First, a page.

Centre column without head

There’s plenty of room for adjustment on the height as well, below you can see the 3 different angle positions you can have. I found that I could get the tripod really low which is great for macro work and getting really good extreme low angles.

Legs set at their highest angle setting

Legs set at their highest angle setting

Middle leg angle setting

Middle leg angle setting

The tripod legs set at their lowest angle setting

The tripod legs set at their lowest angle

Large leg locking rings

Large leg locking rings

One reason I chose this setup was due to the way the leg locks work when extending the tripod height, rather than the usual cumbersome clips which you flick up Benro have opted for the locking rings on this model. They’re really big and chunky with a good sturdy rubber grip which makes them extremely easy to use with gloves on and especially useful in the cold weather… no more snapping clips on cold fingers or struggling to use them with gloves on again.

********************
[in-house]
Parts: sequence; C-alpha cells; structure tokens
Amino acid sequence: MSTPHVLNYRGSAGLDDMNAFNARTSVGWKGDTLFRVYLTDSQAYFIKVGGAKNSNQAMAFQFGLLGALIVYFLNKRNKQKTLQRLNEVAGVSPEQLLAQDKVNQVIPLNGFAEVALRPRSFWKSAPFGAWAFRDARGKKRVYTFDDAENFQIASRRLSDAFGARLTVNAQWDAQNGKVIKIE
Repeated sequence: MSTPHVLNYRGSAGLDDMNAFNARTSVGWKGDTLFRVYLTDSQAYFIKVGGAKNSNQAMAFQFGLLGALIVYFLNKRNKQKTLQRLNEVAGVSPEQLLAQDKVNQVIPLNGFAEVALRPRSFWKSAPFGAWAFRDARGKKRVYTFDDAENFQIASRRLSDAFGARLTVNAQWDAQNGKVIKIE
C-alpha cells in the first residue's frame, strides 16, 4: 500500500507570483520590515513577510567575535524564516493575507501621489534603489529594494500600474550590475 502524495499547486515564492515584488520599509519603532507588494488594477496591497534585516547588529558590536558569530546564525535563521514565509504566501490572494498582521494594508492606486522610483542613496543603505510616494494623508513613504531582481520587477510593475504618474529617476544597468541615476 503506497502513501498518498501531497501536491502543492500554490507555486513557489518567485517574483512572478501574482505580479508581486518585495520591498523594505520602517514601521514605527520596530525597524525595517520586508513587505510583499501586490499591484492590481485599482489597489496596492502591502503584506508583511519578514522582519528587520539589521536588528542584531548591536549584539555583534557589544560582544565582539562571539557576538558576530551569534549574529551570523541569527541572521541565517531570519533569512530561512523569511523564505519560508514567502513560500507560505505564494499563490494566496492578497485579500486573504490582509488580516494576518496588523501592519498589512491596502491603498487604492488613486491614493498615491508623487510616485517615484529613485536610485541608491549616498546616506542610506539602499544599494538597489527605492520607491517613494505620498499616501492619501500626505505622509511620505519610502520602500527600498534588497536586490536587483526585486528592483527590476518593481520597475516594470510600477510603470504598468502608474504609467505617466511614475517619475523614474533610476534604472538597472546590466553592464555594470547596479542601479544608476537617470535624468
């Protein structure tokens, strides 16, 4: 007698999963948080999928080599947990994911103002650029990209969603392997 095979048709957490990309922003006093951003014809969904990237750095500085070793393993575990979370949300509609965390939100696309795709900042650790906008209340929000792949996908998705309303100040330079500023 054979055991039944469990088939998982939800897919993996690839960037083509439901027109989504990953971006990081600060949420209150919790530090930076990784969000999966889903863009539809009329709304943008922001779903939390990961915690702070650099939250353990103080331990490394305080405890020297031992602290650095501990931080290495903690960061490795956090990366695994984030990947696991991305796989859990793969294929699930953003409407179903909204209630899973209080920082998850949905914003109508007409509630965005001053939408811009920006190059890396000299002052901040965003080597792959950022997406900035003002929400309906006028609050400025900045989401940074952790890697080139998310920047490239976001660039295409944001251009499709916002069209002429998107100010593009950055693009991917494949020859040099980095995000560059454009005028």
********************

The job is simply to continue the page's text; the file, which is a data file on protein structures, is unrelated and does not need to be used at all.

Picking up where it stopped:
My first impressions of the ball head were how cosmetically superior it looks, I love that Benro have chosen to highlight the ball itself in their well branded bright blue colour and the same accent on the ball release. Aside from looking fantastic there are some really notable features, the head works with the Arca Swiss mounting plate which can only be removed by releasing the plate locking bolt. The bolt can be tightened by twisting clockwise as you would expect but cannot be released by twisting anti clockwise before pulling the bolt out, a very welcome feature to keep the camera safely mounted on the head! The head also has another built in bubble level, great if you want to get this completely level.

The ball head

The ball head


Arca Swiss plate

Arca Swiss plate